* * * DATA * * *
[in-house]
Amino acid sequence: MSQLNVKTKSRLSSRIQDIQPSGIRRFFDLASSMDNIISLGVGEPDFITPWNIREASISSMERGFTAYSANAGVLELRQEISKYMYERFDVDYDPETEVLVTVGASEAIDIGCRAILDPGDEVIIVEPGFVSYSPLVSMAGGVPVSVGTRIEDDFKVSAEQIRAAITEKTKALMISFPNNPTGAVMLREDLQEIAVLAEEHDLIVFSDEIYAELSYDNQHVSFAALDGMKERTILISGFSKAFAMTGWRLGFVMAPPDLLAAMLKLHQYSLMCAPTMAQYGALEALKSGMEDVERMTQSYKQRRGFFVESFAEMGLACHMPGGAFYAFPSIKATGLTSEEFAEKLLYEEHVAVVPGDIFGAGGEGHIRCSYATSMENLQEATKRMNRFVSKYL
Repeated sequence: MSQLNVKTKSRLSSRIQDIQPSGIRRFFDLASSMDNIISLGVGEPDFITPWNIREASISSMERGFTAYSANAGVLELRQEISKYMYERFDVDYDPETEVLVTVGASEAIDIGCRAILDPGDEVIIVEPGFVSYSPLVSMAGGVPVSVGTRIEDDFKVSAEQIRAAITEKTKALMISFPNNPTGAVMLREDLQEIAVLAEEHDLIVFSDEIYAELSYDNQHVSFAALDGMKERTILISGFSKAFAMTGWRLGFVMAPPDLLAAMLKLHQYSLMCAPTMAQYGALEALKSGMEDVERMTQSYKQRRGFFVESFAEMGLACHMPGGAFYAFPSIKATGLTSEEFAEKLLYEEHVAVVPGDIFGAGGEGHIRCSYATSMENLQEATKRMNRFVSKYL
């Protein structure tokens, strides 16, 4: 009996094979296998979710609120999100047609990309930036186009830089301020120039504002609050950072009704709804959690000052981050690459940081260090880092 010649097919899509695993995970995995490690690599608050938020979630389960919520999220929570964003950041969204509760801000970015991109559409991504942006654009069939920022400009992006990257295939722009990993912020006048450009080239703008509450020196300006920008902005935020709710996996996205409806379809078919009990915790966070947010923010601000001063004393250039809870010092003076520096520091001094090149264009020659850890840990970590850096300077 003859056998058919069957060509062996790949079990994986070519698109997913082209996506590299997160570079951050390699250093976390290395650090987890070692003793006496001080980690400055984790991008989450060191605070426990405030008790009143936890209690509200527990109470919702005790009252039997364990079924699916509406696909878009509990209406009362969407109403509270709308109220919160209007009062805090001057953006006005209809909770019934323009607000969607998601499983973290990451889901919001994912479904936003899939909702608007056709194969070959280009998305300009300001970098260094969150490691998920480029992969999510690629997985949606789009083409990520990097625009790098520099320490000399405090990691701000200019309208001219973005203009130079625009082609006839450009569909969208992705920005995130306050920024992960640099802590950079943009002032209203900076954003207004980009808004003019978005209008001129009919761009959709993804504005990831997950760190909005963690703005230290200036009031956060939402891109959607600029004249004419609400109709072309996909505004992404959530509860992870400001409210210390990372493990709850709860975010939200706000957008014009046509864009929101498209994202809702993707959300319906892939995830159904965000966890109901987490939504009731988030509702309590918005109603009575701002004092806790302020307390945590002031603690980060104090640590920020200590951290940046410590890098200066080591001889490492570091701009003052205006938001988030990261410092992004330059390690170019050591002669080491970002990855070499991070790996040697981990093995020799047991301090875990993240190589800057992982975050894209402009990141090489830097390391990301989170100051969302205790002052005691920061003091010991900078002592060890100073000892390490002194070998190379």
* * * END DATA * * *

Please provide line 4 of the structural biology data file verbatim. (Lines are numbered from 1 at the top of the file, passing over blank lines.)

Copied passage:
């Protein structure tokens, strides 16, 4: 009996094979296998979710609120999100047609990309930036186009830089301020120039504002609050950072009704709804959690000052981050690459940081260090880092 010649097919899509695993995970995995490690690599608050938020979630389960919520999220929570964003950041969204509760801000970015991109559409991504942006654009069939920022400009992006990257295939722009990993912020006048450009080239703008509450020196300006920008902005935020709710996996996205409806379809078919009990915790966070947010923010601000001063004393250039809870010092003076520096520091001094090149264009020659850890840990970590850096300077 003859056998058919069957060509062996790949079990994986070519698109997913082209996506590299997160570079951050390699250093976390290395650090987890070692003793006496001080980690400055984790991008989450060191605070426990405030008790009143936890209690509200527990109470919702005790009252039997364990079924699916509406696909878009509990209406009362969407109403509270709308109220919160209007009062805090001057953006006005209809909770019934323009607000969607998601499983973290990451889901919001994912479904936003899939909702608007056709194969070959280009998305300009300001970098260094969150490691998920480029992969999510690629997985949606789009083409990520990097625009790098520099320490000399405090990691701000200019309208001219973005203009130079625009082609006839450009569909969208992705920005995130306050920024992960640099802590950079943009002032209203900076954003207004980009808004003019978005209008001129009919761009959709993804504005990831997950760190909005963690703005230290200036009031956060939402891109959607600029004249004419609400109709072309996909505004992404959530509860992870400001409210210390990372493990709850709860975010939200706000957008014009046509864009929101498209994202809702993707959300319906892939995830159904965000966890109901987490939504009731988030509702309590918005109603009575701002004092806790302020307390945590002031603690980060104090640590920020200590951290940046410590890098200066080591001889490492570091701009003052205006938001988030990261410092992004330059390690170019050591002669080491970002990855070499991070790996040697981990093995020799047991301090875990993240190589800057992982975050894209402009990141090489830097390391990301989170100051969302205790002052005691920061003091010991900078002592060890100073000892390490002194070998190379």